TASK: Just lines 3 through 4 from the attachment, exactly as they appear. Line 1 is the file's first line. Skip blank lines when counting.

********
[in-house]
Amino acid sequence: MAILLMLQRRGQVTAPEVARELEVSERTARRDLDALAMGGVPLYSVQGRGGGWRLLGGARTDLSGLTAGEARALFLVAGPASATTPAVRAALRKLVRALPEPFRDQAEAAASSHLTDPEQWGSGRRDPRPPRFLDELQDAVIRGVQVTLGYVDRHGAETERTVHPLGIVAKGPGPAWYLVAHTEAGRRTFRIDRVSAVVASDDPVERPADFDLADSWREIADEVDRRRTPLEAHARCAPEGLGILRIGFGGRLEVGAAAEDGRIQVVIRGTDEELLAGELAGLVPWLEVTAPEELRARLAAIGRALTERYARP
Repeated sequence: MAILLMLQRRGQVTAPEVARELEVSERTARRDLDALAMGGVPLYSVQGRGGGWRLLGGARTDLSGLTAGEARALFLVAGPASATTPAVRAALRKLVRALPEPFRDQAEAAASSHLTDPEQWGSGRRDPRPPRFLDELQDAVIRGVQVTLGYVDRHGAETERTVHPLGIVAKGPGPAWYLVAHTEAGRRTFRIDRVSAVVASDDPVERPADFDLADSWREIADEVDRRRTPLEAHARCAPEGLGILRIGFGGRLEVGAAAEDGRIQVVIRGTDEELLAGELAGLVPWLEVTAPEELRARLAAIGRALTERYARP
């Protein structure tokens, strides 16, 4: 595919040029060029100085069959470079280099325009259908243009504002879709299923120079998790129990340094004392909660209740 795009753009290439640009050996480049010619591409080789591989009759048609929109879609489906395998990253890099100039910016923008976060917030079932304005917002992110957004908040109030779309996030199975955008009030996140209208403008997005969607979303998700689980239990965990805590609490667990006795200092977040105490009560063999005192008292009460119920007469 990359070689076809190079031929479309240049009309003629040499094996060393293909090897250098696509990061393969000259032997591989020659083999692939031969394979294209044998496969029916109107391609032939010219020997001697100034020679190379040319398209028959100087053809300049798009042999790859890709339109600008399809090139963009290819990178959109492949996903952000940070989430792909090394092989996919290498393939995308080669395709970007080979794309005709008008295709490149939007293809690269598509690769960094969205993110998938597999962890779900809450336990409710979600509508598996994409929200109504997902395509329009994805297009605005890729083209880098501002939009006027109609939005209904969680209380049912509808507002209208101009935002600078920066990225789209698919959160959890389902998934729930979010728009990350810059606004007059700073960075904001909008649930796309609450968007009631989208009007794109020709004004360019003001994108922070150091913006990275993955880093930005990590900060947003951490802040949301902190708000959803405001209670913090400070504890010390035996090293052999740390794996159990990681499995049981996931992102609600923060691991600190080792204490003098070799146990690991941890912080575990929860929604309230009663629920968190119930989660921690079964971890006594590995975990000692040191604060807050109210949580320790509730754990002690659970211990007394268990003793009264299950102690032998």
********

Repeated sequence: MAILLMLQRRGQVTAPEVARELEVSERTARRDLDALAMGGVPLYSVQGRGGGWRLLGGARTDLSGLTAGEARALFLVAGPASATTPAVRAALRKLVRALPEPFRDQAEAAASSHLTDPEQWGSGRRDPRPPRFLDELQDAVIRGVQVTLGYVDRHGAETERTVHPLGIVAKGPGPAWYLVAHTEAGRRTFRIDRVSAVVASDDPVERPADFDLADSWREIADEVDRRRTPLEAHARCAPEGLGILRIGFGGRLEVGAAAEDGRIQVVIRGTDEELLAGELAGLVPWLEVTAPEELRARLAAIGRALTERYARP
């Protein structure tokens, strides 16, 4: 595919040029060029100085069959470079280099325009259908243009504002879709299923120079998790129990340094004392909660209740 795009753009290439640009050996480049010619591409080789591989009759048609929109879609489906395998990253890099100039910016923008976060917030079932304005917002992110957004908040109030779309996030199975955008009030996140209208403008997005969607979303998700689980239990965990805590609490667990006795200092977040105490009560063999005192008292009460119920007469 990359070689076809190079031929479309240049009309003629040499094996060393293909090897250098696509990061393969000259032997591989020659083999692939031969394979294209044998496969029916109107391609032939010219020997001697100034020679190379040319398209028959100087053809300049798009042999790859890709339109600008399809090139963009290819990178959109492949996903952000940070989430792909090394092989996919290498393939995308080669395709970007080979794309005709008008295709490149939007293809690269598509690769960094969205993110998938597999962890779900809450336990409710979600509508598996994409929200109504997902395509329009994805297009605005890729083209880098501002939009006027109609939005209904969680209380049912509808507002209208101009935002600078920066990225789209698919959160959890389902998934729930979010728009990350810059606004007059700073960075904001909008649930796309609450968007009631989208009007794109020709004004360019003001994108922070150091913006990275993955880093930005990590900060947003951490802040949301902190708000959803405001209670913090400070504890010390035996090293052999740390794996159990990681499995049981996931992102609600923060691991600190080792204490003098070799146990690991941890912080575990929860929604309230009663629920968190119930989660921690079964971890006594590995975990000692040191604060807050109210949580320790509730754990002690659970211990007394268990003793009264299950102690032998």